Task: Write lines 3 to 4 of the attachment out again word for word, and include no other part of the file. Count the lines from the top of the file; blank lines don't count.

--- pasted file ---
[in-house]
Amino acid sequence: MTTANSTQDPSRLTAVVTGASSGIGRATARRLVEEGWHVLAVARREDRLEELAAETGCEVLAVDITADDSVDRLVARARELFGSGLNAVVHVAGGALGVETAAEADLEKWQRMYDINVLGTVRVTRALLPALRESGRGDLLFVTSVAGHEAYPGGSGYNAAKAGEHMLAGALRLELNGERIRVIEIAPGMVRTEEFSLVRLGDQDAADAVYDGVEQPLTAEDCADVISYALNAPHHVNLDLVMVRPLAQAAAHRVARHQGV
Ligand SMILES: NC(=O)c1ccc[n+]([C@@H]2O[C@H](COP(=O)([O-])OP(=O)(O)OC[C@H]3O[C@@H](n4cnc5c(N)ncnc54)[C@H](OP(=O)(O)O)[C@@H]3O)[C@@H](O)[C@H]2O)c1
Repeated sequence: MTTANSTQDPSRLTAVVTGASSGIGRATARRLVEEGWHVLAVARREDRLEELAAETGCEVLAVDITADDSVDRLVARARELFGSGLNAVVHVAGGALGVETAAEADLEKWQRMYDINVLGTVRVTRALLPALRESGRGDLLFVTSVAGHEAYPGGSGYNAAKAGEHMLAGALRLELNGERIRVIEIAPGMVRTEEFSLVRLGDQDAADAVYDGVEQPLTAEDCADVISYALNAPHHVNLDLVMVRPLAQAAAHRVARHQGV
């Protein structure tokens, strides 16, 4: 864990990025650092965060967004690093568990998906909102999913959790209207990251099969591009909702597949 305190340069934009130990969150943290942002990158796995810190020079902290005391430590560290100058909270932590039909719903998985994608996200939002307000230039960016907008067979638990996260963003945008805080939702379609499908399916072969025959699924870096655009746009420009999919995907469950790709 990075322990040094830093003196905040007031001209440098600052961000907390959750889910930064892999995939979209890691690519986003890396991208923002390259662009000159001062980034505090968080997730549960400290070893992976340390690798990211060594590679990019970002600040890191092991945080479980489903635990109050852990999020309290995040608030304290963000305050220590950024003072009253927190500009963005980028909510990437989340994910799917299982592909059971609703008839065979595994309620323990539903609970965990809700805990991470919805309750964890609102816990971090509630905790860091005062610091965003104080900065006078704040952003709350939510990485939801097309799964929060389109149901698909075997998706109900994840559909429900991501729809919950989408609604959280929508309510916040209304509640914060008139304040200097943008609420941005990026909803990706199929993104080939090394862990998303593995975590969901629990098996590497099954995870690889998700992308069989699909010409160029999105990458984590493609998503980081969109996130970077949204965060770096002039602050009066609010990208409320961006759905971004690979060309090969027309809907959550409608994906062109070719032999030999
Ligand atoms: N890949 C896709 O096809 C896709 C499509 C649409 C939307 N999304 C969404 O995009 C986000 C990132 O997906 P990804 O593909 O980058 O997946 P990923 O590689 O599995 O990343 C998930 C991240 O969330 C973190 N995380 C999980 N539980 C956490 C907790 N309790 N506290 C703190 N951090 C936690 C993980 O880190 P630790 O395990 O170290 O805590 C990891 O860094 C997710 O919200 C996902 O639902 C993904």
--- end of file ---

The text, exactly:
Ligand SMILES: NC(=O)c1ccc[n+]([C@@H]2O[C@H](COP(=O)([O-])OP(=O)(O)OC[C@H]3O[C@@H](n4cnc5c(N)ncnc54)[C@H](OP(=O)(O)O)[C@@H]3O)[C@@H](O)[C@H]2O)c1
Repeated sequence: MTTANSTQDPSRLTAVVTGASSGIGRATARRLVEEGWHVLAVARREDRLEELAAETGCEVLAVDITADDSVDRLVARARELFGSGLNAVVHVAGGALGVETAAEADLEKWQRMYDINVLGTVRVTRALLPALRESGRGDLLFVTSVAGHEAYPGGSGYNAAKAGEHMLAGALRLELNGERIRVIEIAPGMVRTEEFSLVRLGDQDAADAVYDGVEQPLTAEDCADVISYALNAPHHVNLDLVMVRPLAQAAAHRVARHQGV